Something like a Shakespearean comedy, full of highly amusing, sharply drawn characters and offering wicked insight into how identity is shaped by city living and immigrant culture clash.
I’m “biast” (con): nothing
(what is this about? see my critic’s minifesto)
Give a couple of guys a camera and the notion to make a movie on a London estate (the British equivalent of US public housing projects), and in what direction do they generally go? Gangsters. Give the same stuff to a couple of gals, and what do they come up with? Something like a Shakespearean comedy full of highly amusing, sharply drawn characters whose bumbling around on a single day in south London offers wicked insight into how identity is shaped by city living and immigrant culture clash.
Bola Agbaje’s Olivier Award–winning play, which the writer adapted herself for the screen for director Destiny Ekaragha, gives us hapless 18-ish Yemi (Malachi Kirby), who is stuck dragging around his hopelessly uncool older brother, Iku (O.C. Ukeje), just arrived from Nigeria; bad enough that Yemi, who grew up in London, doesn’t even know this guy, they’ve been separated that long, but Iku hasn’t got a clue how to behave or dress “properly” for his new home. This is not going to help Yemi’s cause as he pursues gorgeous but bitchy Armani (Shanika Warren-Markland), who does not suffer the uncool… which in her eyes encompasses Yemi, too, though she may have some use for him.
With Iku in tow, Yemi runs around working-class Peckham, supposedly on a quest to find the grocery items Mum (Golda John) forgot and needs to make supper, though he’s more concerned with orchestrating a “casual” encounter with Armani just to be cool and say hi. The exasperated conversation between the brothers, the snide mean-girl talk Armani dispenses to her sidekick Paris (Adelayo Adedayo), and the cutting insults that delineate the teen hierarchy all around create a wise, observant portrait of, ostensibly, one narrow slice of London culture, yet one that will be recognizable to anyone who has to deal with other human beings anywhere, and has felt the pressures of conformity and tribalism.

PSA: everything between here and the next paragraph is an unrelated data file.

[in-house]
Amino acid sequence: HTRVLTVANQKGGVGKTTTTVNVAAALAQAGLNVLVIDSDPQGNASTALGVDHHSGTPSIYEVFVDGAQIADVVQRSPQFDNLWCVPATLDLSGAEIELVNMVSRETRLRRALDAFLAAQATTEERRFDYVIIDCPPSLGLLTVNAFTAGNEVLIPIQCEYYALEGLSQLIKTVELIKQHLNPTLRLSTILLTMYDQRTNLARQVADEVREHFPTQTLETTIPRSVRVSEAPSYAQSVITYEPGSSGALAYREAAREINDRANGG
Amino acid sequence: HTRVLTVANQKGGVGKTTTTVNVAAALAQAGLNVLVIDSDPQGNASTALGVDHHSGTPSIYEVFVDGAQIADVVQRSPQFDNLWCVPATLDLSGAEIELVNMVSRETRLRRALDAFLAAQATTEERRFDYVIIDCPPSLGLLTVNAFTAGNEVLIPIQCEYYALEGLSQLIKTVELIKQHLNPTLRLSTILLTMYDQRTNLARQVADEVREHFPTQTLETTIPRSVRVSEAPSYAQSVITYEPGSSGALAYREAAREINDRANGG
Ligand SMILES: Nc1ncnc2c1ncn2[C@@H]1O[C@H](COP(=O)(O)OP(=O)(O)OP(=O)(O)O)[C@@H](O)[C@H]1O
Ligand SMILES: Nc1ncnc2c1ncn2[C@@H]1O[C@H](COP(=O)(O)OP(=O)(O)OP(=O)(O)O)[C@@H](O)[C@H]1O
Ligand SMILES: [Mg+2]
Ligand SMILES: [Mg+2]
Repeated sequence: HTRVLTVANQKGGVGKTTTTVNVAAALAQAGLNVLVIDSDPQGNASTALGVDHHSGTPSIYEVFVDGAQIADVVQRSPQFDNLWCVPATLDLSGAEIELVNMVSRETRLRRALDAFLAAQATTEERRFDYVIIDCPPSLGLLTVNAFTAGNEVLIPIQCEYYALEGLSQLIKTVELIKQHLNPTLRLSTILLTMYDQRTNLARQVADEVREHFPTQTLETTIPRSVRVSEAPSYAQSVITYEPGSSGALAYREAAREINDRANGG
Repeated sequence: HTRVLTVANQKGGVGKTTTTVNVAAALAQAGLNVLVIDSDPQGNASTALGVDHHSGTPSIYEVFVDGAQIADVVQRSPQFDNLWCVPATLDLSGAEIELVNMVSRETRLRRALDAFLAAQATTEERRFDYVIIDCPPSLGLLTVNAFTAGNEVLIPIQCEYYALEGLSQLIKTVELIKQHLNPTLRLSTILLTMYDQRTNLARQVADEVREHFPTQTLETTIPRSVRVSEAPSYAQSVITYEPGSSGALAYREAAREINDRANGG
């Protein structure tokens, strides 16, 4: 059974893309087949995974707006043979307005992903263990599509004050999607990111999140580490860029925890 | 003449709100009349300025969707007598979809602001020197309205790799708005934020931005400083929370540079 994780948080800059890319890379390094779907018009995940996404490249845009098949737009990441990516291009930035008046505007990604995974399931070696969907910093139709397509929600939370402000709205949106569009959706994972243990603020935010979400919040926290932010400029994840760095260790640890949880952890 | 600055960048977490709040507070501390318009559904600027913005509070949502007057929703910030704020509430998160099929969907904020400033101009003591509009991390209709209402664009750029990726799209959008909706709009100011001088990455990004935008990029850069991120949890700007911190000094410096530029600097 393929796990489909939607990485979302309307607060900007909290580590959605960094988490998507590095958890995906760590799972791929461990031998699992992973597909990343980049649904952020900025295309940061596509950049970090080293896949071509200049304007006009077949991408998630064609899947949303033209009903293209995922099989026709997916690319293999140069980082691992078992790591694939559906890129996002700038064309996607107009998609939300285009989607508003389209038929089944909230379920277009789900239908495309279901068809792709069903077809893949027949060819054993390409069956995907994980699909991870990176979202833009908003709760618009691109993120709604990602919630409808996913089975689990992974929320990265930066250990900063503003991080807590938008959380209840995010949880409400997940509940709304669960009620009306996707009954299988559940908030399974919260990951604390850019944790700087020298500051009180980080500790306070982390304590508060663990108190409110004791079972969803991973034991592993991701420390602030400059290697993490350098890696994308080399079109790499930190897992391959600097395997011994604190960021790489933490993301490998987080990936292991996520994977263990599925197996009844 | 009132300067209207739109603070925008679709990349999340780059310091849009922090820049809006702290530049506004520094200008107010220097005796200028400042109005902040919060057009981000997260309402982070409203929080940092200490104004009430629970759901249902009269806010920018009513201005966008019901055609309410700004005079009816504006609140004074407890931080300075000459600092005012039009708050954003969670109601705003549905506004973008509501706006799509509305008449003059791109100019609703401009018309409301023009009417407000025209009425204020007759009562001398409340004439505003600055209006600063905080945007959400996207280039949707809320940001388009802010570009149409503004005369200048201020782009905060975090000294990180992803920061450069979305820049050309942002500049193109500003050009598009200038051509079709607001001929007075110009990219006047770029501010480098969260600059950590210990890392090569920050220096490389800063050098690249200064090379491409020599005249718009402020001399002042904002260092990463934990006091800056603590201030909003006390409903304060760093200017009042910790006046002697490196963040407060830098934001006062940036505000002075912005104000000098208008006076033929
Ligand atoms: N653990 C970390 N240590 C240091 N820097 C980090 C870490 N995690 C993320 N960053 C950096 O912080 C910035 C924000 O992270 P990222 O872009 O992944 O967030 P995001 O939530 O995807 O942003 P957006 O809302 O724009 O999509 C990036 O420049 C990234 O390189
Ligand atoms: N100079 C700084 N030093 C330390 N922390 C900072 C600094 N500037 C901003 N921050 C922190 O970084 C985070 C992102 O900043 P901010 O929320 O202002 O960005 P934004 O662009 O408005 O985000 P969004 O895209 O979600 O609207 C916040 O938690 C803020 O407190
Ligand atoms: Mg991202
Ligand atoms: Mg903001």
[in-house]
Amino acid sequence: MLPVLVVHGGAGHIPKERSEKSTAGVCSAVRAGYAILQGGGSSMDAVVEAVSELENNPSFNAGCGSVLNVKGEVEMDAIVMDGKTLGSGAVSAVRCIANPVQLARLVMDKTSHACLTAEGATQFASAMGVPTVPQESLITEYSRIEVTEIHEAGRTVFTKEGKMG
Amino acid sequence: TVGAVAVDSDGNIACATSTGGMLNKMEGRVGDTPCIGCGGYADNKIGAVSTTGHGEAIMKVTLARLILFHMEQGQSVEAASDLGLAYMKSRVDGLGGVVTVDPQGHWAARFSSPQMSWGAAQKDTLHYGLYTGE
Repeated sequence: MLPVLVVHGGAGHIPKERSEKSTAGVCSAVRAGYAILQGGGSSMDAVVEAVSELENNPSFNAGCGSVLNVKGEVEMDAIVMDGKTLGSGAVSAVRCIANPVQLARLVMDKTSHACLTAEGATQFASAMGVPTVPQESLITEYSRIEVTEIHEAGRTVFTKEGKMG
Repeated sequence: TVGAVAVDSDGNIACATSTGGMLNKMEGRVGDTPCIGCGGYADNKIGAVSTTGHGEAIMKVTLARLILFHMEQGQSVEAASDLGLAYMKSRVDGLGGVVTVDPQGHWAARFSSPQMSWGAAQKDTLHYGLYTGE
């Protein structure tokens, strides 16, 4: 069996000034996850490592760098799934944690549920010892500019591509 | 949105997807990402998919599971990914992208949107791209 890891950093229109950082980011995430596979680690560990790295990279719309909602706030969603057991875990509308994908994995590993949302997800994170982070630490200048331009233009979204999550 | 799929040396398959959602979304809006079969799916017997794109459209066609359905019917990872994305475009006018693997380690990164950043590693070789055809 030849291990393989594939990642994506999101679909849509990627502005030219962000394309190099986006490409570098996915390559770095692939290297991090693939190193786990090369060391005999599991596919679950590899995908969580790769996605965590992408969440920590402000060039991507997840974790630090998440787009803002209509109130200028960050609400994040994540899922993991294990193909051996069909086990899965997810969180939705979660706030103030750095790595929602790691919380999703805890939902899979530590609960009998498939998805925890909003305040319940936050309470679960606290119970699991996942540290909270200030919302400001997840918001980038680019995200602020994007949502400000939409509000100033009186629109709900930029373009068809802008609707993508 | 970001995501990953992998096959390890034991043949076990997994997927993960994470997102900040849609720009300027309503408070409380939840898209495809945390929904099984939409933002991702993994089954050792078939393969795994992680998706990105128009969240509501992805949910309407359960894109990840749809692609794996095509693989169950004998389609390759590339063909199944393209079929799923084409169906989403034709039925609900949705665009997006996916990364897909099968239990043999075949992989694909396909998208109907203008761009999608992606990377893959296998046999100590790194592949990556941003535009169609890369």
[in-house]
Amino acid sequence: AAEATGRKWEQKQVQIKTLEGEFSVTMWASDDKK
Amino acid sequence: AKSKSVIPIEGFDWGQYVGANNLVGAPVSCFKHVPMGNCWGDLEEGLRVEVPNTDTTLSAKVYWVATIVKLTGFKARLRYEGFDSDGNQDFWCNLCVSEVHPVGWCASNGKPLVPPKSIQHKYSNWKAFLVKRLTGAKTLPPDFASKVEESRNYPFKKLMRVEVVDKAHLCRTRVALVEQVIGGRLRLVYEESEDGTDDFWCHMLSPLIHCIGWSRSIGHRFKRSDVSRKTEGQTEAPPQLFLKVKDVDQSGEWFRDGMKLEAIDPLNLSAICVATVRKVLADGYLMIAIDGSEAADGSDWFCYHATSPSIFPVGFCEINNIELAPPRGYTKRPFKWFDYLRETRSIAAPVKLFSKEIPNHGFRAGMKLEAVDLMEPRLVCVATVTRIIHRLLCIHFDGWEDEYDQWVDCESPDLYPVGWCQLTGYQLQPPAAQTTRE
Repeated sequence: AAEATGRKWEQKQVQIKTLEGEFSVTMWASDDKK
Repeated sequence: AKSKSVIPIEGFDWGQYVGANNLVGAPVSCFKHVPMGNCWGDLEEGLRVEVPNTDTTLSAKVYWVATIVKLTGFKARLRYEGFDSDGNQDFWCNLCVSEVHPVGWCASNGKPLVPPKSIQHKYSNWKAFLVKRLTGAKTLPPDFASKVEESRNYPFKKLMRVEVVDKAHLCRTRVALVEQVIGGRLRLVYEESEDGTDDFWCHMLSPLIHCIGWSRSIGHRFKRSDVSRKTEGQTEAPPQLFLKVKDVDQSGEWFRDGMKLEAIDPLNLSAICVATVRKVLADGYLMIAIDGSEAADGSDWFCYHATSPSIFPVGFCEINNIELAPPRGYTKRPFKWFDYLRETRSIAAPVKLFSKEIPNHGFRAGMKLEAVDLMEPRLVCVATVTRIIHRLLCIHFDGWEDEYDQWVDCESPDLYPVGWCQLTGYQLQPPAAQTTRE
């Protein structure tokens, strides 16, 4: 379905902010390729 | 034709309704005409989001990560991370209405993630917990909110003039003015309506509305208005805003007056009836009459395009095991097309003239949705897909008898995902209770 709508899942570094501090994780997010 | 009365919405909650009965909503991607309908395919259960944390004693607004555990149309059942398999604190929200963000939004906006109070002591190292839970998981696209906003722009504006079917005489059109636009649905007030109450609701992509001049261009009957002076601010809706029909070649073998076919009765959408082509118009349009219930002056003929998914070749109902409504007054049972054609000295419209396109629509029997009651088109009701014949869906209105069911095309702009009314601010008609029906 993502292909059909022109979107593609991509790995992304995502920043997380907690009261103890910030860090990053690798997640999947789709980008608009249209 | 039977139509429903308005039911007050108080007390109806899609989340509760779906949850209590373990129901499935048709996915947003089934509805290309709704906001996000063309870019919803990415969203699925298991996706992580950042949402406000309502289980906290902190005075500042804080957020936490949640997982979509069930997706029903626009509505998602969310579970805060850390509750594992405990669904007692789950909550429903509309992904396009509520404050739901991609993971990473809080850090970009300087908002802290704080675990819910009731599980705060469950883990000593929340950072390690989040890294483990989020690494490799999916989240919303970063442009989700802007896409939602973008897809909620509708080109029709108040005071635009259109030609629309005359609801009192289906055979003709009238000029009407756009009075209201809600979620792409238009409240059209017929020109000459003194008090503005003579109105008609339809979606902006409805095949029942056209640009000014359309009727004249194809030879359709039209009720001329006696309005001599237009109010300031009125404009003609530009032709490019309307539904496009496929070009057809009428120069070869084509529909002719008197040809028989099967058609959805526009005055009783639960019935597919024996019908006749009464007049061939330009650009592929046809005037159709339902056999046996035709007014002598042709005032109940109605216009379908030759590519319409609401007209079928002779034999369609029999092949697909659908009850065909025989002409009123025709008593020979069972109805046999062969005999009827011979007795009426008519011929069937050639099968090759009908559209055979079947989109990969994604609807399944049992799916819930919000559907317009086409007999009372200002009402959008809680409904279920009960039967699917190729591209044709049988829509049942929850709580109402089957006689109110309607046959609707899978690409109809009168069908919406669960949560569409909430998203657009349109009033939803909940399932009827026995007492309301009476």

In what is basically the Shakespearean comic-relief slot, three younger teen boys who hang around the estate and are constantly bumping into everyone else keep up a Greek chorus of commentary among themselves on the action, dissecting perfectly normal, not-at-all-odd realities, such as how Armani, as a black Londoner of West Indian extract, refuses to have anything to do with black Londoners of African extract, because ewww.
Beautifully written, presented with a bracing crispness, Gone Too Far! is simply marvelous.
viewed during the 57th BFI London Film Festival